We asked the candidates in the upcoming by-election for the State seat of Wagga Wagga to give us their views on arts and culture in our region and what they or their party have on offer. Eastern Riverina Arts is committed to working with the successful candidate to foster a creative and vibrant region.

Thanks to Dan Hayes, Ray Goodlass, Julia Ham, Paul Funnell and Joe McGirr for responding.

Notes: The candidates and their responses are listed below in chronological order of when their completed surveys were received. At the time of publishing (Sept. 3), a response from Seb McDonagh (Shooters, Fishers and Farmers) had not been received.

 

Dan Hayes – Country Labor

 

dan hayes What was the most recent local, cultural activity you participated in or attended?

DH: Took my daughter to Soft Core at the Wagga Art Gallery.

Why should the State Government invest in arts & culture in regional NSW?

DH: Simply, because arts and culture add value to people’s lives and the communities we belong to. We often pigeon hole art and culture as niche items and ignore the likes of music, movies, tv shows etc. We often also ignore the employment opportunities that exist with investment in arts and culture. Wagga may be the city of good sports but we are and can continue to be the city of good art and culture.

What are the top two Arts & Cultural priorities in the Wagga electorate from your perspective?

DH: Many productions are cost prohibitive to large portions of the community, we need to look at ways to increase accessibility for many. Personally I have always liked functional public art which adds vibrancy to a city. And I’m cheating with a third, live original music.

If elected, how will you and/or your party ensure the ongoing sustainability of arts and cultural practice in the electorate and regional NSW?

DH: Having a strong advocate for the arts community is key. Ensuring suitable payment of artists, and not just on the top end of artists.

NSW accounts for 70% of Australia’s creative exports and 42% of Australia’s creative industries employment, with more people working in these industries than in mining or agriculture. How will you ensure adequate support for and investment in the future of regional-based creative industries?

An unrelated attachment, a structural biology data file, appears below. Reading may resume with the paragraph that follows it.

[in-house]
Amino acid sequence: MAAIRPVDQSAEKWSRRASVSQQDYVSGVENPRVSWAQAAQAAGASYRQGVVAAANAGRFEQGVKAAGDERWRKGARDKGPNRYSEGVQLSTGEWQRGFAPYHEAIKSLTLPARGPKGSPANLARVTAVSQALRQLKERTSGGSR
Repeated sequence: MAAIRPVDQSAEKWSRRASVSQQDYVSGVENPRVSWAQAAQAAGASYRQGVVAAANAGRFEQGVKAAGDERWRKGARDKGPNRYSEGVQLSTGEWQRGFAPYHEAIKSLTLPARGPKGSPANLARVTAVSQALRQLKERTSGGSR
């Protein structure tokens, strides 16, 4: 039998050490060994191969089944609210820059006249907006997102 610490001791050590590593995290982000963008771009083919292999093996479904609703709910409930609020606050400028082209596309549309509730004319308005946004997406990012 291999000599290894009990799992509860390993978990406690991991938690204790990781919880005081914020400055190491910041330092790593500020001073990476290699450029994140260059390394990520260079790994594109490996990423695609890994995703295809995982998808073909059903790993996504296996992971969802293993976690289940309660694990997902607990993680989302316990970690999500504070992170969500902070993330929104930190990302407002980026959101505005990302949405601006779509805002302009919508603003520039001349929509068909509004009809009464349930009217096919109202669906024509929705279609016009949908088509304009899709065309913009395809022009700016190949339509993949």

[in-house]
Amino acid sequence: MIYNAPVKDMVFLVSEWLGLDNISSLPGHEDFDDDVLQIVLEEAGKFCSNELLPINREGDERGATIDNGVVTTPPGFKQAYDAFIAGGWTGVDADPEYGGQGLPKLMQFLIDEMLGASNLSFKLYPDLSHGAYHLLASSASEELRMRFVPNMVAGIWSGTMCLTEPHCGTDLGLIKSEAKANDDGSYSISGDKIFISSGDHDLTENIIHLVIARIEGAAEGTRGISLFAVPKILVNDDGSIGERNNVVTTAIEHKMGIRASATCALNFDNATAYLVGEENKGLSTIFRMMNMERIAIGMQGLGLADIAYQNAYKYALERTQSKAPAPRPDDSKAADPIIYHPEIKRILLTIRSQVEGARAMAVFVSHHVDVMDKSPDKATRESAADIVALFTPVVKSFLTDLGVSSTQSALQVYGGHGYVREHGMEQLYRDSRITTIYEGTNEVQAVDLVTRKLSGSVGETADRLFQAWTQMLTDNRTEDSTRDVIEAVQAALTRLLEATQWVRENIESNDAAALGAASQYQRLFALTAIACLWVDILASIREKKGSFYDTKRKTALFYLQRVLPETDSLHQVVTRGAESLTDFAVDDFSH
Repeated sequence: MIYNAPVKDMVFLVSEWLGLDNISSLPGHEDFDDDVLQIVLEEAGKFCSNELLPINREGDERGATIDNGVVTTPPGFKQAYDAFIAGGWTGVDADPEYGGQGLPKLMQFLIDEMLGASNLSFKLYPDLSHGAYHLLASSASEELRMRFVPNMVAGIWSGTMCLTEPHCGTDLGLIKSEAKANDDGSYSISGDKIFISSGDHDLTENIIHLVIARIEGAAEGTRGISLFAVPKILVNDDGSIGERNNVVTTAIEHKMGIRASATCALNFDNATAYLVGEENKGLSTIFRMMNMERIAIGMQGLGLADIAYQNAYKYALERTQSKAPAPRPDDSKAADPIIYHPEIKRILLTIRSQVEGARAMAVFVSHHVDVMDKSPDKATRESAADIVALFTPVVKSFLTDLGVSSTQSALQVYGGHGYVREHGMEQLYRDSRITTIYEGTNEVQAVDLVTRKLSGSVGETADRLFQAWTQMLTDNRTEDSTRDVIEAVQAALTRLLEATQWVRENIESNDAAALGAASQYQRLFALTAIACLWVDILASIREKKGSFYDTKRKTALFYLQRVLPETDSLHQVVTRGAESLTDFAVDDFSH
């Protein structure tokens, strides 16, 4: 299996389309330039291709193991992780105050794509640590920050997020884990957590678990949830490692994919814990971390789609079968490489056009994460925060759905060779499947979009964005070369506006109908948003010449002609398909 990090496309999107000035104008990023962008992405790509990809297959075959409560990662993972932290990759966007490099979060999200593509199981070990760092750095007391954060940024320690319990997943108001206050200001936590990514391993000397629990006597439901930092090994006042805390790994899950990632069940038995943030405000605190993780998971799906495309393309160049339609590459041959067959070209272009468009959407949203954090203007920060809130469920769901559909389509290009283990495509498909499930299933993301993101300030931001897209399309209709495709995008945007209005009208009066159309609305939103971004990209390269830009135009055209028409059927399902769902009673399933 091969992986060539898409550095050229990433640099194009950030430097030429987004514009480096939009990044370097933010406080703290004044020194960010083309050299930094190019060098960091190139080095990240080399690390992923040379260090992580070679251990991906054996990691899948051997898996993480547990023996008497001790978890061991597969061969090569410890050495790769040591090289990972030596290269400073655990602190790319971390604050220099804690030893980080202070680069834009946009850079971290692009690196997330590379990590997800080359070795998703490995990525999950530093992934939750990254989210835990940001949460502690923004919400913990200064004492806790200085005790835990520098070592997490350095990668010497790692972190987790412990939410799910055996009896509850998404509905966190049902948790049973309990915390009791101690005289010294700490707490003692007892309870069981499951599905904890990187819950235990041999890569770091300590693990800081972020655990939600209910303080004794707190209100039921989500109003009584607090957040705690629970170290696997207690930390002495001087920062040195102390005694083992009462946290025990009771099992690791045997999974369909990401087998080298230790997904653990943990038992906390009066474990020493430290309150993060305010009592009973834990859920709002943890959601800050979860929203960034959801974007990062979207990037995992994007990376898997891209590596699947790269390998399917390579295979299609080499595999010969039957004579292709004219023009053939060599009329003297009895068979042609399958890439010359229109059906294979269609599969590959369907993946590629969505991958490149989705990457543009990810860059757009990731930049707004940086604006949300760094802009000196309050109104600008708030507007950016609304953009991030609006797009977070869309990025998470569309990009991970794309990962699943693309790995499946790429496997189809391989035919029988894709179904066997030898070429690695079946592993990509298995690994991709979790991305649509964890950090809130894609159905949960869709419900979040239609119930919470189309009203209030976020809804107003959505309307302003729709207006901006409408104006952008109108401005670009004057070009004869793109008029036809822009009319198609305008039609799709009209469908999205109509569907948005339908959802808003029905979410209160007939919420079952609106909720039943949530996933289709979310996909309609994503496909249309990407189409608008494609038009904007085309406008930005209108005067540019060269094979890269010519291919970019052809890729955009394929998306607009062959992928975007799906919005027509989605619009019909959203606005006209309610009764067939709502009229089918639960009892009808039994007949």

DH: By engaging with the creative industries to look at their needs and opportunities for growth. It cannot just be an individual or political party deciding what to do without thorough and meaningful consultation.

Where can we find more information about your party’s arts/cultural and/or creative industries policy?

DH: Arts related policies will be released closer to the general election in March 2019.


Ray Goodlass – The Greens

 

ray goodlass

What was the most recent local, cultural activity you participated in or attended?

RG: Directing a verbatim theatre play in a Palestinian refugee camp about life lived under Israeli occupation.

Why should the State Government invest in arts & culture in regional NSW?

RG: Arts and culture are essential for individual, community, and societal well-being.

What are the top two Arts & Cultural priorities in the Wagga electorate from your perspective?

RG: Public Art (currently in Wagga Wagga). All arts and creative industries need a massive increase in public funding to compensate for comparative decreases under both Coalition and Labor governments.

If elected, how will you and/or your party ensure the ongoing sustainability of arts and cultural practice in the electorate and regional NSW?

RG: By massively increasing funding on an ongoing basis for appropriate organisations and by providing ‘start up’ funds for new or ‘one off’ projects. Arts and creative industry courses in schools, TAFE colleges and universities should be adequately resourced. Regional arts/creative industry centres should be established for those who do not attend an educational institution. Individuals who cannot afford to participate should be appropriately funded to so – poverty should not prevent participation.

NSW accounts for 70% of Australia’s creative exports and 42% of Australia’s creative industries employment, with more people working in these industries than in mining or agriculture. How will you ensure adequate support for and investment in the future of regional-based creative industries?